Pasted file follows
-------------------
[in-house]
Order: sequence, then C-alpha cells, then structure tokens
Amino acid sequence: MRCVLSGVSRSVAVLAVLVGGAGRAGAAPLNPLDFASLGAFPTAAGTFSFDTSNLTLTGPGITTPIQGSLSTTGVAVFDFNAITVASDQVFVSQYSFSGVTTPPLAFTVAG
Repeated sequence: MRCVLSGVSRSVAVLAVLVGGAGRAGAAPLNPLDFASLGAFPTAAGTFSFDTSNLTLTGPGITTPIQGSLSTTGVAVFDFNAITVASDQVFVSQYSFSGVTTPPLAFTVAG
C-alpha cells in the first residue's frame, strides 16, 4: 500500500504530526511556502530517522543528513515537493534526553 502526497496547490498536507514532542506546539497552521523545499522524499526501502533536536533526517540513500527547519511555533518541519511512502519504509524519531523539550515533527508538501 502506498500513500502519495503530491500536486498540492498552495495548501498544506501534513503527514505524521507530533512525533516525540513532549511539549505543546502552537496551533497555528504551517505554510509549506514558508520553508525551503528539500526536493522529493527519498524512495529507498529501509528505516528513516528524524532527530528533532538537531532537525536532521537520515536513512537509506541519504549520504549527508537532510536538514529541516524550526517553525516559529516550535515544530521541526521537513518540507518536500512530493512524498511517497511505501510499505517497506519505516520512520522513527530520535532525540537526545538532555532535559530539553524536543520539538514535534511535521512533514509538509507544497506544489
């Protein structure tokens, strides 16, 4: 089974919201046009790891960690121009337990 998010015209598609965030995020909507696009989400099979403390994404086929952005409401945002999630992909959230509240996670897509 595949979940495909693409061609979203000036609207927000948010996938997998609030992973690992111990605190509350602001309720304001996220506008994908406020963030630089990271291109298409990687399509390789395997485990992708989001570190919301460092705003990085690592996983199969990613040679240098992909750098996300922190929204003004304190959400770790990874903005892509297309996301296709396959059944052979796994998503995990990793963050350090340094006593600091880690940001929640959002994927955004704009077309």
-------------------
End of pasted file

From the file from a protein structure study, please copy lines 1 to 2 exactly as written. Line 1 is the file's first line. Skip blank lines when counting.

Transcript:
[in-house]
Order: sequence, then C-alpha cells, then structure tokens